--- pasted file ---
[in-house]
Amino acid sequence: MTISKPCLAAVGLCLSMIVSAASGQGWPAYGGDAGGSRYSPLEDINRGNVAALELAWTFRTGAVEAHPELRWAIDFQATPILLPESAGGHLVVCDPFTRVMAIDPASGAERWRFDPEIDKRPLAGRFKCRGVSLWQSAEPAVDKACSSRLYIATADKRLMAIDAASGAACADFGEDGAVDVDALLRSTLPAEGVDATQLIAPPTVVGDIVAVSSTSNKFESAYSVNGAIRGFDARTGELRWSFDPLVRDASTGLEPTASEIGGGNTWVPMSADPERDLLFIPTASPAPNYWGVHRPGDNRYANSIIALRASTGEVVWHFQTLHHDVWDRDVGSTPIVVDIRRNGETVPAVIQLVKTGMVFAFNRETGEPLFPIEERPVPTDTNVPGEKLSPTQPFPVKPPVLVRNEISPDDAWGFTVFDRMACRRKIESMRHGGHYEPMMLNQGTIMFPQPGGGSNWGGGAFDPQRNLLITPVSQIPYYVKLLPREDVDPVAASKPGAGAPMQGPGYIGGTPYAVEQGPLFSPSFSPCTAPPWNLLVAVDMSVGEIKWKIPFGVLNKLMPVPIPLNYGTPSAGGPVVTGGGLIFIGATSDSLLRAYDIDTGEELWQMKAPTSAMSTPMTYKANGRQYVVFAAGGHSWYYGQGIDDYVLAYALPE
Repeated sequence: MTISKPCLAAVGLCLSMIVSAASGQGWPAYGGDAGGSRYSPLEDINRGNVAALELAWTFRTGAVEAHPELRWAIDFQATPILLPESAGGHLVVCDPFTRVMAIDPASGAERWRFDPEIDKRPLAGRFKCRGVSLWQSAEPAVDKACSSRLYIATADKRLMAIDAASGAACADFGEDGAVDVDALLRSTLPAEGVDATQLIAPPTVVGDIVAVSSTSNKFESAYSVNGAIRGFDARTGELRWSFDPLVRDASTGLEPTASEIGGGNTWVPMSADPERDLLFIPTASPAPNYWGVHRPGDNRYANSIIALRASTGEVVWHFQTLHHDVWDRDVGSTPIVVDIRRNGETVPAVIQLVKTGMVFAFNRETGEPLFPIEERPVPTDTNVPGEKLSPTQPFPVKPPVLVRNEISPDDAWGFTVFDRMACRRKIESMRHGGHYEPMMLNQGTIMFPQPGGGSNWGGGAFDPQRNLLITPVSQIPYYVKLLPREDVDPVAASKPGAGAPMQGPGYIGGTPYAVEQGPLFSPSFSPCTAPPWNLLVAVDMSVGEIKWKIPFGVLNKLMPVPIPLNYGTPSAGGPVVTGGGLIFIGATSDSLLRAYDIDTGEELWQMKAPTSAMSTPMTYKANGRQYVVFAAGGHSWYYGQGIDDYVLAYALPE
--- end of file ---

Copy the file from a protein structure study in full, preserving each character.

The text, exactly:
[in-house]
Amino acid sequence: MTISKPCLAAVGLCLSMIVSAASGQGWPAYGGDAGGSRYSPLEDINRGNVAALELAWTFRTGAVEAHPELRWAIDFQATPILLPESAGGHLVVCDPFTRVMAIDPASGAERWRFDPEIDKRPLAGRFKCRGVSLWQSAEPAVDKACSSRLYIATADKRLMAIDAASGAACADFGEDGAVDVDALLRSTLPAEGVDATQLIAPPTVVGDIVAVSSTSNKFESAYSVNGAIRGFDARTGELRWSFDPLVRDASTGLEPTASEIGGGNTWVPMSADPERDLLFIPTASPAPNYWGVHRPGDNRYANSIIALRASTGEVVWHFQTLHHDVWDRDVGSTPIVVDIRRNGETVPAVIQLVKTGMVFAFNRETGEPLFPIEERPVPTDTNVPGEKLSPTQPFPVKPPVLVRNEISPDDAWGFTVFDRMACRRKIESMRHGGHYEPMMLNQGTIMFPQPGGGSNWGGGAFDPQRNLLITPVSQIPYYVKLLPREDVDPVAASKPGAGAPMQGPGYIGGTPYAVEQGPLFSPSFSPCTAPPWNLLVAVDMSVGEIKWKIPFGVLNKLMPVPIPLNYGTPSAGGPVVTGGGLIFIGATSDSLLRAYDIDTGEELWQMKAPTSAMSTPMTYKANGRQYVVFAAGGHSWYYGQGIDDYVLAYALPE
Repeated sequence: MTISKPCLAAVGLCLSMIVSAASGQGWPAYGGDAGGSRYSPLEDINRGNVAALELAWTFRTGAVEAHPELRWAIDFQATPILLPESAGGHLVVCDPFTRVMAIDPASGAERWRFDPEIDKRPLAGRFKCRGVSLWQSAEPAVDKACSSRLYIATADKRLMAIDAASGAACADFGEDGAVDVDALLRSTLPAEGVDATQLIAPPTVVGDIVAVSSTSNKFESAYSVNGAIRGFDARTGELRWSFDPLVRDASTGLEPTASEIGGGNTWVPMSADPERDLLFIPTASPAPNYWGVHRPGDNRYANSIIALRASTGEVVWHFQTLHHDVWDRDVGSTPIVVDIRRNGETVPAVIQLVKTGMVFAFNRETGEPLFPIEERPVPTDTNVPGEKLSPTQPFPVKPPVLVRNEISPDDAWGFTVFDRMACRRKIESMRHGGHYEPMMLNQGTIMFPQPGGGSNWGGGAFDPQRNLLITPVSQIPYYVKLLPREDVDPVAASKPGAGAPMQGPGYIGGTPYAVEQGPLFSPSFSPCTAPPWNLLVAVDMSVGEIKWKIPFGVLNKLMPVPIPLNYGTPSAGGPVVTGGGLIFIGATSDSLLRAYDIDTGEELWQMKAPTSAMSTPMTYKANGRQYVVFAAGGHSWYYGQGIDDYVLAYALPE